Few compositions can more fully embody the enduring spirit of Québécois musique actuelle – playful, anarchic, witty, frequently barbed – than composer/percussionist Danielle Palardy Roger’s Cannibale. The 11-movement work calls on a special kind of musician: here the performers sing as well as play, improvise as well as interpret; four even compose individual movements. Palardy Roger’s frequent musical partner Joane Hétu, also a distinguished composer, provides focused dramatic narration as well as voice and alto saxophone.
The work’s special character is apparent from the beginning as Hétu intones “cannibale” repeatedly, a prayer, an invocation, a lover’s whisper. Each position is explored in depth as the work unfolds, Palardy Roger’s sustained text and frame highlighting special episodes. Le sacrifice rituel, composed by percussionist Isaiah Ceccarelli, suggests the symbolic cannibalism of the mass with isolated percussion and Gregorian chant. Electric guitarist André Duchesne contributes the rocking La victoire du guerrier, while Alexandre St-Onge’s electronics drive his Sauvage, le côté party de la nécrophilie cannibale. Electronic musician Michel F Côté contributes Le gourmand épicurien, Palardy Roger’s ecstatic text animated by the voice, chewing sounds and clarinet of Elizabeth Lima, who elsewhere sounds the elegiac depths of Pitié Navire. At times, the brutalist roar of Ida Toninato’s baritone saxophone may represent the title character.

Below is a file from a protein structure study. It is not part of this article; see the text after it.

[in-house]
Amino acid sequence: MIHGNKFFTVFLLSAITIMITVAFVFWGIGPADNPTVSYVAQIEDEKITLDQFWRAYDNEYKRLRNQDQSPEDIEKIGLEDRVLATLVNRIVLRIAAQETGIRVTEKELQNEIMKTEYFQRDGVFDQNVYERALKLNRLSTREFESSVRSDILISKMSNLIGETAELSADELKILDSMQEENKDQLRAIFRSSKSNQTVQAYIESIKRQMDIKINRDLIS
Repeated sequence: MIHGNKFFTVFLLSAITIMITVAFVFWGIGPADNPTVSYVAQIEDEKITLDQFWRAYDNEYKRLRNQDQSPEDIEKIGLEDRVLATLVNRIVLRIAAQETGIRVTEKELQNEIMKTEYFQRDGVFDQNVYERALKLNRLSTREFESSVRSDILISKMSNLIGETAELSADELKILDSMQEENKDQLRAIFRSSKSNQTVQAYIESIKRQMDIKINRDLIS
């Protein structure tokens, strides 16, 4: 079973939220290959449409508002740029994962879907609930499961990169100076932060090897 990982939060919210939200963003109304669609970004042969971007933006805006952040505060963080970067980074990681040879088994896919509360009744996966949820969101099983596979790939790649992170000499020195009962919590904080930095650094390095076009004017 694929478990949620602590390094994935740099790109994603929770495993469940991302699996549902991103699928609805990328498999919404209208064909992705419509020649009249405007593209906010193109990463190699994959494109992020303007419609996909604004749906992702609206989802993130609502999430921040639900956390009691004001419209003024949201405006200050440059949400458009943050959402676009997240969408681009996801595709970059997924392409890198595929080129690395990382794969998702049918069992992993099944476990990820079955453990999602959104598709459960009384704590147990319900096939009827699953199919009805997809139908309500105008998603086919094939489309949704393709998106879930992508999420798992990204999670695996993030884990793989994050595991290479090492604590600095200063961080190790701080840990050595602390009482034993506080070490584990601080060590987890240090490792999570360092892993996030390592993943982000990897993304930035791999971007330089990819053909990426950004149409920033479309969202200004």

Cannibale is a rich allegory in which genres from hard rock to free jazz to synth-pop and “traditional” electronic music are cannibalized with the same glee that the texts explore the modes of “Cannibale capitale brutal.”